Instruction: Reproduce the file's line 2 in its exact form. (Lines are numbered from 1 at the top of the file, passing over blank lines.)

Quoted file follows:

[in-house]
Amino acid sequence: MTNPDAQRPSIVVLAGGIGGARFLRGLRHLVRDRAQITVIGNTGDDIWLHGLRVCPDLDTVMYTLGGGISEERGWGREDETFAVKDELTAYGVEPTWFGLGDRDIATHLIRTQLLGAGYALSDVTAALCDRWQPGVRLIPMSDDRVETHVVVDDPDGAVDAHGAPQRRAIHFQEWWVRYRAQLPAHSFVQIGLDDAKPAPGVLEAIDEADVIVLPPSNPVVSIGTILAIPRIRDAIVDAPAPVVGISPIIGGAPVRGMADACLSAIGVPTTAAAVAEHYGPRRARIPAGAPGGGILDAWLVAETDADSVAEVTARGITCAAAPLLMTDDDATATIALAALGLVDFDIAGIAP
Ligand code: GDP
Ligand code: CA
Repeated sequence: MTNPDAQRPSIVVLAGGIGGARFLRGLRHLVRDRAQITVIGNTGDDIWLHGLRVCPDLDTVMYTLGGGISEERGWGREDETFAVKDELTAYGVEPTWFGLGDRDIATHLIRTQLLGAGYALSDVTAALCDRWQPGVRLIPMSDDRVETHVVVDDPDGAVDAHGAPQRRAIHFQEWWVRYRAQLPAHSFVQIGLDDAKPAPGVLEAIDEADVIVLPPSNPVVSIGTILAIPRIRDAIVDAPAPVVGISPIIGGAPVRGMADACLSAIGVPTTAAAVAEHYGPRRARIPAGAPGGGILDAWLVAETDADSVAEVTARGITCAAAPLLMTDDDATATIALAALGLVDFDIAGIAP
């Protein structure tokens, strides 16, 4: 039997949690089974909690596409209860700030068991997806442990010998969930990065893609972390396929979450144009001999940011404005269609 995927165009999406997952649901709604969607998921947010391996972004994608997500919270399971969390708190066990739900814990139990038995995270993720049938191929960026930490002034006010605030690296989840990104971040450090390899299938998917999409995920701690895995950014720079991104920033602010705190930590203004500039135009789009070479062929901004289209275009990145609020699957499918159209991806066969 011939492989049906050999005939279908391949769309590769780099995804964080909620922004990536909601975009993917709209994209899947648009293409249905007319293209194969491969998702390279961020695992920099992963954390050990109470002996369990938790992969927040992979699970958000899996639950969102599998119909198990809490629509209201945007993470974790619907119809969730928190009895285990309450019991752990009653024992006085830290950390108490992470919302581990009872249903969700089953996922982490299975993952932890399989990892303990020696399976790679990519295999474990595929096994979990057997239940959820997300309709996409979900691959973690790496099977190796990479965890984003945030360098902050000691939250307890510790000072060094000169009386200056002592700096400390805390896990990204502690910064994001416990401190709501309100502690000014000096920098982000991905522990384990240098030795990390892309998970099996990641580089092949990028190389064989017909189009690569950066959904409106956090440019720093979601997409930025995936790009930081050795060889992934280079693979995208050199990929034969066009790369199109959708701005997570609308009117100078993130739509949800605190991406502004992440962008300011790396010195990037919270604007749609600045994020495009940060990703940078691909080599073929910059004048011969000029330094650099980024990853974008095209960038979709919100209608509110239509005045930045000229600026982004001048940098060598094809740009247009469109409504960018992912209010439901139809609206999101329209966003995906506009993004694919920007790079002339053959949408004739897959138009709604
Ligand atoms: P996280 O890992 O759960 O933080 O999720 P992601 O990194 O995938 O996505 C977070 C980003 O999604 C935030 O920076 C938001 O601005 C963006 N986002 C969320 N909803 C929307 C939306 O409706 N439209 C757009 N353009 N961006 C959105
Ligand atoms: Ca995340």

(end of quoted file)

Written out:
Amino acid sequence: MTNPDAQRPSIVVLAGGIGGARFLRGLRHLVRDRAQITVIGNTGDDIWLHGLRVCPDLDTVMYTLGGGISEERGWGREDETFAVKDELTAYGVEPTWFGLGDRDIATHLIRTQLLGAGYALSDVTAALCDRWQPGVRLIPMSDDRVETHVVVDDPDGAVDAHGAPQRRAIHFQEWWVRYRAQLPAHSFVQIGLDDAKPAPGVLEAIDEADVIVLPPSNPVVSIGTILAIPRIRDAIVDAPAPVVGISPIIGGAPVRGMADACLSAIGVPTTAAAVAEHYGPRRARIPAGAPGGGILDAWLVAETDADSVAEVTARGITCAAAPLLMTDDDATATIALAALGLVDFDIAGIAP